Is web encryption just for sites with sensitive data? Security expert Scott Helme explains why every site needs this layer of cybersecurity, and how the industry is quickly adopting it.
According to recent reports, about half of all web traffic is encrypted, providing a layer of protection for users. Google even announced that 77 percent of its traffic is encrypted. While the rate of web encryption is increasing, some sites still leave user information exposed.
Information security consultant Scott Helme says that while high-traffic sites are fully encrypted, only a small percentage of all websites use proper encryption. So why don’t more sites use web encryption, and what are the barriers to adopting it? Helme, an international speaker on the topic, shares his insights.
Why aren’t all organizations using web encryption?
There are a few different things. One of them is that historically it was expensive to deploy encryption. Cost is usually the biggest hurdle for businesses. There was the cost of buying the certificates, but there was also quite a performance overhead with encryption, so you would have to have more or better servers.
There were technical challenges of deploying that as well, so you would need people within your organization who would perform these roles or have these specialist skills, which goes back to the cost aspect. We’ve removed a lot of those barriers now, but it takes a long time for that information to filter through, especially into larger organizations and government bodies.
How are those barriers to encryption being removed?
One of the biggest ones is a certificate authority called Let’s Encrypt that was set up with the sole purpose of giving out certificates to anyone who wants it and for free. Any person or business can get one of the certificates that historically you would have to pay for.
In terms of performance, which ties back to cost, hardware has become so efficient and we’ve optimized encryption so much. The overhead of doing it is negligible from a performance aspect. Our education and our tooling have become better. Historically, it was hard and you needed to know a lot about settings and options, whereas now we have a lot of information out there for people to educate themselves, and we also have a lot of automated tooling.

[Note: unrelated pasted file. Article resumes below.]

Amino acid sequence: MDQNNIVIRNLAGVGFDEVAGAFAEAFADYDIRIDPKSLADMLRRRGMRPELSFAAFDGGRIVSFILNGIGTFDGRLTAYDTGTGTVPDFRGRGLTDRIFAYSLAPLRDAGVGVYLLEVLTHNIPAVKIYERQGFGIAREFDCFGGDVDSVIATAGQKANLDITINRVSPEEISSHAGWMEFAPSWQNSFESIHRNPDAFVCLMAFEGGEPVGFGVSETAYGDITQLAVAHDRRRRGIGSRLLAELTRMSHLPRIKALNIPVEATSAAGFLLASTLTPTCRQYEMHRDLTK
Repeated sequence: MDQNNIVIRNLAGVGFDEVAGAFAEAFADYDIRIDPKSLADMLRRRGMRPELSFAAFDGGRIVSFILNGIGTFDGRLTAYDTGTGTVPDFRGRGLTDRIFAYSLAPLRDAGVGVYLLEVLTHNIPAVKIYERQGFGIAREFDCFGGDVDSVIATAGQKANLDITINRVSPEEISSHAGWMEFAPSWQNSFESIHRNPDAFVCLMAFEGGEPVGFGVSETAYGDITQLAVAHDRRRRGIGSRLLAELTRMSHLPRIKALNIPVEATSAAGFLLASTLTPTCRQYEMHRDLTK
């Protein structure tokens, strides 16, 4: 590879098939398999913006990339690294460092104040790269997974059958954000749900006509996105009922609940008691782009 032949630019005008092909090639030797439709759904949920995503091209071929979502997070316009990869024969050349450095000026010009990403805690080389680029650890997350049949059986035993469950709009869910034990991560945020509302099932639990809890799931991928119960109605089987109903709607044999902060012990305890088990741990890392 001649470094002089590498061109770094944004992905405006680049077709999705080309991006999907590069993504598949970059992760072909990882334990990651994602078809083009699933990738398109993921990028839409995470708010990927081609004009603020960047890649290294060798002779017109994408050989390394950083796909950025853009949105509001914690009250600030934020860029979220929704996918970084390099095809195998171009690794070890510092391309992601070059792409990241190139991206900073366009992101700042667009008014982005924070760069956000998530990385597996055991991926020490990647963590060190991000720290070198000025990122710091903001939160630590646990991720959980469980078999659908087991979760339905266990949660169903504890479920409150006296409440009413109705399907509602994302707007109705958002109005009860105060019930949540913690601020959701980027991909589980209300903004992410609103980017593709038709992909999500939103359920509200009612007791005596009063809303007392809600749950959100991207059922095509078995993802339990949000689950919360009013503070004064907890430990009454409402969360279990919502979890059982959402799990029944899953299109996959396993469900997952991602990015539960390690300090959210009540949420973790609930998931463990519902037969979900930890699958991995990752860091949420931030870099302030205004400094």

How much is having enough qualified staff an issue with adoption?
We’re trying to tackle this from the tooling side and the automation side to make it better and more reliable, but we’re also trying to broaden the number of people you would see involved in it in organizations.
While historically you may have seen dedicated staff for it, there’s a broader range of people getting involved in web encryption because we lowered the technical barrier.
Why is it so important for the full web to be encrypted, not just sensitive data?
There are many reasons. In the past, we’d only offer encryption on certain portions of websites – so not even an entire website. We very quickly found out that wasn’t sufficient, so if you want the benefits and protection of encryption, you have to encrypt the entire website.
There are attacks that depend on websites not using encryption. For example, my website uses encryption, but if another website you visit doesn’t, that can be used to launch an attack on my website. We saw the Chinese government use this in an attack against GitHub. Even though GitHub used encryption, they leveraged the fact that other websites were not secure to attack GitHub.
What’s the future of web encryption?
My desire is for a full encrypted web, though that’s many years down the track. I’m waiting and hoping for the day we have a default encrypted web. Now, everything on the web is insecure by default, and we have to deploy encryption and enable it. I’m looking forward to the day when web encryption is the default, and we have to opt in to have an insecure web.
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